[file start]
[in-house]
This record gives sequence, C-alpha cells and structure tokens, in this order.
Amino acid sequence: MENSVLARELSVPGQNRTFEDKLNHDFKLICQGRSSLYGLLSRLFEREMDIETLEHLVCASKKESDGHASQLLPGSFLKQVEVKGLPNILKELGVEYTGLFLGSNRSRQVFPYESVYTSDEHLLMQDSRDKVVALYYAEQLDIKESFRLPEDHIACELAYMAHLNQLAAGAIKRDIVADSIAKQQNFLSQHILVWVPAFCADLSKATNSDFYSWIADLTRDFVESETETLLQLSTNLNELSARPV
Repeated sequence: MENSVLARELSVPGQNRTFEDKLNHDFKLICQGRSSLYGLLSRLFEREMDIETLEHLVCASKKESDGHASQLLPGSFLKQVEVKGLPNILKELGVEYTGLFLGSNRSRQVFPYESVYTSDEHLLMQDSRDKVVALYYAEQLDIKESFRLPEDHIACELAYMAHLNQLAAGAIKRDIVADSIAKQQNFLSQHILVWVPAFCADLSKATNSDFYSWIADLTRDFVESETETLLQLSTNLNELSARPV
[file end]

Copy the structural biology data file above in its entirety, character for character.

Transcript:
[in-house]
This record gives sequence, C-alpha cells and structure tokens, in this order.
Amino acid sequence: MENSVLARELSVPGQNRTFEDKLNHDFKLICQGRSSLYGLLSRLFEREMDIETLEHLVCASKKESDGHASQLLPGSFLKQVEVKGLPNILKELGVEYTGLFLGSNRSRQVFPYESVYTSDEHLLMQDSRDKVVALYYAEQLDIKESFRLPEDHIACELAYMAHLNQLAAGAIKRDIVADSIAKQQNFLSQHILVWVPAFCADLSKATNSDFYSWIADLTRDFVESETETLLQLSTNLNELSARPV
Repeated sequence: MENSVLARELSVPGQNRTFEDKLNHDFKLICQGRSSLYGLLSRLFEREMDIETLEHLVCASKKESDGHASQLLPGSFLKQVEVKGLPNILKELGVEYTGLFLGSNRSRQVFPYESVYTSDEHLLMQDSRDKVVALYYAEQLDIKESFRLPEDHIACELAYMAHLNQLAAGAIKRDIVADSIAKQQNFLSQHILVWVPAFCADLSKATNSDFYSWIADLTRDFVESETETLLQLSTNLNELSARPV